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Andover March 17th 1824

(Unknown author)

     Dear Brother & Sister, it is a pleasing opportunity & blessing from God that I have the time given to me to write to you a few lines informing you that we are in common health & we hope that when you receive this letter that you will be well.  We received your letter this day & was pleased to learn from your letter that you were all well.  We are glad that you are thinking of moving into our country & as you requested us to write to you concerning the place.  The place is well watered & timbered.  The water is good for washing in this place & the chief timber is beach, maple, elm, there is white pine, black cherry, some chestnut, some oak, some butternut, some red cherry & considerable of white ash.  The price of the land is three dollars per acre good title two years & six months without interest & in ten years pay day & kind of produce will be received in pay, good wheat one dollar a bushel for land & maple sugar ten cents for pound & all kinds of other produce accordingly.  

The Town when we came here was four townships in one, and called Alfred & was numbered numbers No. 4 & No. 3, No. 2, No. 1 & in one year after we came, towns No. 4  &  No. 3 were set off from No. 1 & No. 2,  & No. 4 was called Almond, No. 3 was called Alfred  & No. 2 & No. 1 was called Independence until this winter then No. 2 was set off from No. 1 and its name is Andover.  All this was done on account of the place settling so fast.  We stay in the same place & when we came here we had to go twenty miles to trade & soon there was a new store came within twelve miles & and soon after on other new store with in eight miles & now last spring there was a very nice rich man came into this place, he came from Massachusitts State & is now going to put a store this spring within two miles of me, for I have been having his timber for his building.  We live within 70 or 80 miles of Rochester.  I think you can’t do better than to come & see for yourself, it is a very healthy place here & there is a grist mill in two miles & a half of us & there are two rich men going to put a new grist mill about one mile nearer & there are two saw mills within two miles & a half of us, there is a man going to build a new saw mill in about 3 ¼  of a mile from us next summer.

House ashes are one shilling per bushel & good field ashes ten cents per bushel, all cash down, salts lye 2.50 per hundred, & we can get good axes for $2, iron for 50 cents per lb. & good sole leather for 32 cents per lb., & we can get salt here at our store for one dollar pr bushel but we can get it cheaper at the salt works or by the barrel & there is plenty of Whiskey stills here, we live near the center of this town & it is very easy paying our taxes, for in our county & one other county joining it, has granted each town to raise 2.50 to be laid out on the public highways & there is a man who hires a man to work at potash business & gives for 16 to 18 dollars a month cash & it is likely that you can hire out here to work if you wish.  You must excuse me for not writing to you before as I was waiting to see how things were going to be & now I think that we have been living long enough to form an opinion of the place & now we shall be expecting you out here in the spring, for there is good wild land here for sale and there are some men who have betterments that they will sell.  Sandnass says that he can’t pay you all this summer, but he will pay some & will pay you the rest next winter.  I have no news at this time, only the 19th of this month we are expecting to go to Angelica the capital of our county to see a man hung by the neck until he is dead, between the hours of eleven & one o’clock for murder.  So no more at present, this from your friend & brother Levi says he can let you have some pork this summer & grain next winter, so no more.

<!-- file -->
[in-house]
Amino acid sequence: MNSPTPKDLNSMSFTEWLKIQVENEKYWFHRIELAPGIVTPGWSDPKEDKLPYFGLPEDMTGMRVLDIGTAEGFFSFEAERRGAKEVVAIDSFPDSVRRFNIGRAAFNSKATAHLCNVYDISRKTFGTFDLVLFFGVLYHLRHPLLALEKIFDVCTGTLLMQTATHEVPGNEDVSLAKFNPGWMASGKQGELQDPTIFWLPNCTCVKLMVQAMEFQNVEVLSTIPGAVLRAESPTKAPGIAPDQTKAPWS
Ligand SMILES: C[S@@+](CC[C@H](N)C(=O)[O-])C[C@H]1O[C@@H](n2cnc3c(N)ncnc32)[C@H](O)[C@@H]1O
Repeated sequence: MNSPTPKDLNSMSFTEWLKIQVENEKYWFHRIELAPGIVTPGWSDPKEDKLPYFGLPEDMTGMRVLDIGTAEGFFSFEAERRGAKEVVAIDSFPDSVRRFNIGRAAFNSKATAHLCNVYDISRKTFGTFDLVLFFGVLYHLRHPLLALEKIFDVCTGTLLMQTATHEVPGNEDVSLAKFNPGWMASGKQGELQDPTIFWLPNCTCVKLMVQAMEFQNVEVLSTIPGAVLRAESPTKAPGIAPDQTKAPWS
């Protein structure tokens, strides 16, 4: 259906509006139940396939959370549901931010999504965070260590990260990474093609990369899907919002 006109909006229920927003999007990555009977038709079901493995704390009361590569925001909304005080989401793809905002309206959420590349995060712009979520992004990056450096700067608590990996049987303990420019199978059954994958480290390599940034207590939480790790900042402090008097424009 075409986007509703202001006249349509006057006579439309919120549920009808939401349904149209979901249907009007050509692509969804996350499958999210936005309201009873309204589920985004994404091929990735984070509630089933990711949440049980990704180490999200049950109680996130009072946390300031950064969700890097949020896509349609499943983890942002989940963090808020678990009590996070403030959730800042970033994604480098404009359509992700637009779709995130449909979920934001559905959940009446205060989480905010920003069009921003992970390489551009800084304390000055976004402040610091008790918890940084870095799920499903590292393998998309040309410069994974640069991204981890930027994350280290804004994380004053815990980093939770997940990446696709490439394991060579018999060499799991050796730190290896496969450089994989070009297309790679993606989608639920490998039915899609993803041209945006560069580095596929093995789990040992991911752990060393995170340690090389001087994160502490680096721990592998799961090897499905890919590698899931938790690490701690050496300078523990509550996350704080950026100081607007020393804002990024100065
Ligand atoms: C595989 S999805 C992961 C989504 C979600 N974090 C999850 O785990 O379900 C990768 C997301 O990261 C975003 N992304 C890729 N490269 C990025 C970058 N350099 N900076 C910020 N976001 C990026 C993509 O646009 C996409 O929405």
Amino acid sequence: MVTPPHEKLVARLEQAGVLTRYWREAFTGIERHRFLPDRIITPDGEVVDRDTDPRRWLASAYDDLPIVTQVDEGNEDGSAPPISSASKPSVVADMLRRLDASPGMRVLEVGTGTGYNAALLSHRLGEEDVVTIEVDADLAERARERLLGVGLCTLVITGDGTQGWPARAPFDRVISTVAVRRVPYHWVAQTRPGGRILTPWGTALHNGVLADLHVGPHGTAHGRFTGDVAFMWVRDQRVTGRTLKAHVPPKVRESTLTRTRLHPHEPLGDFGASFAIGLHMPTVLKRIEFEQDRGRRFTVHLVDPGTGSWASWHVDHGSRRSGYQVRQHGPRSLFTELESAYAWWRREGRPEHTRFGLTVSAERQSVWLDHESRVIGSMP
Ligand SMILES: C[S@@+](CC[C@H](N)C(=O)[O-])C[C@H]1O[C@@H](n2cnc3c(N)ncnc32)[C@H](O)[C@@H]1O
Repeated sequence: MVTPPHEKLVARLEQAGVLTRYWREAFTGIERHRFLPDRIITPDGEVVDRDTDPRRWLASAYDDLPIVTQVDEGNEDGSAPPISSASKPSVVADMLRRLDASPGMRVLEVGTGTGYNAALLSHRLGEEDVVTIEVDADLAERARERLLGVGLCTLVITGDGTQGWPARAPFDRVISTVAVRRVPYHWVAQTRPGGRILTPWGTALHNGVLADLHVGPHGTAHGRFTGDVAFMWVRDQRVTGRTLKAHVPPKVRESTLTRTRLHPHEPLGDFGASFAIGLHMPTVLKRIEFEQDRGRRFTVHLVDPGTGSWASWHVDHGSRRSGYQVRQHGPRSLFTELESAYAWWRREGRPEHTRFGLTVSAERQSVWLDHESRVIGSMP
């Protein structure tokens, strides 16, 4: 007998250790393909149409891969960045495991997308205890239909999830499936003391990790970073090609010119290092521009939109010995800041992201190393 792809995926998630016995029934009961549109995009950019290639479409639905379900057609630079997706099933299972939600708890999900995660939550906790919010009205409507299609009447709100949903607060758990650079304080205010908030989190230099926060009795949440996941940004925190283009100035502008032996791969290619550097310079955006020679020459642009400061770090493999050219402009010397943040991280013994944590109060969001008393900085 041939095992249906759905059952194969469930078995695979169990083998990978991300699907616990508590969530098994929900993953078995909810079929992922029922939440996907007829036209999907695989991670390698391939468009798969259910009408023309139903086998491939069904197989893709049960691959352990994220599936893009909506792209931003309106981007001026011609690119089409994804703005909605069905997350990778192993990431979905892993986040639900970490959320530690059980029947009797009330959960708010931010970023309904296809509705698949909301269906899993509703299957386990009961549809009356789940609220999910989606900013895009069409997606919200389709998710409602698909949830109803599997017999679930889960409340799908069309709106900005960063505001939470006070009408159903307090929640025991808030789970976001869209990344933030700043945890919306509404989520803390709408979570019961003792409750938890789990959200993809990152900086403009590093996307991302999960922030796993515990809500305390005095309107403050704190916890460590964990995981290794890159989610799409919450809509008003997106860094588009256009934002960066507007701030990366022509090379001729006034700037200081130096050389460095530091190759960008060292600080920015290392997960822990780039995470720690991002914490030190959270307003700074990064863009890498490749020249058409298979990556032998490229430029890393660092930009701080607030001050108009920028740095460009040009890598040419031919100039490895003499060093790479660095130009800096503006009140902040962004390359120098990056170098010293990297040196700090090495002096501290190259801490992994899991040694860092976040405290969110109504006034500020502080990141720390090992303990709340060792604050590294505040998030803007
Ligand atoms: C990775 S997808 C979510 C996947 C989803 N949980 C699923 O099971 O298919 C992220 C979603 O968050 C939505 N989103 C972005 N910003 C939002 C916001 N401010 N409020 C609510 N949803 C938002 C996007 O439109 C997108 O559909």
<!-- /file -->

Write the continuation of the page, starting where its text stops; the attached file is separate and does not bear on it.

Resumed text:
To James & Nancy Adams, Horatio Walker, Sarah Walker


Hello Ron,

I was looking through your Allegany County web site and came across the letter titled "When Andover was out West, dated March 17, 1824.  It stated the author was unknown and I may shed some light on that issue in case you may not have any information on a possible source and would like to know.  Three brothers, Solomon, Levi and Joseph Pingrey came to the area in the early 1820's.  Solomon Pingrey had his farm on Pingrey Hill Road.  Levi Pingrey died in 1829 near Andover and Joseph Pingrey moved to Indiana.  This left Solomon Pingrey in Andover where he raised his family. Solomon and his wife Eliza Chase are buried in Hillside cemetery.

The Nancy (Pingrey) and James Adams and Sarah (Pingrey) and Horatio Walker mentioned in the letter as the persons it was sent to, were sisters of the three Pingrey men mentioned above.  The Adams' and Walker's did move to Andover.  Horatio and Sarah (Pingrey) Walker eventually moved to Jefferson County, Indiana.  James and Nancy (Pingrey) Adams remained in Andover.  Both are buried in Hillside Cemetery.

It is a good chance one of the three Pingrey men wrote that letter.

Solomon and Eliza (Chase) Pingrey are my 3rd great grandparents. Nancy Adams and Sarah Walker are my 3rd great grand aunts.

Thank you for the work you do preserving history, Jim German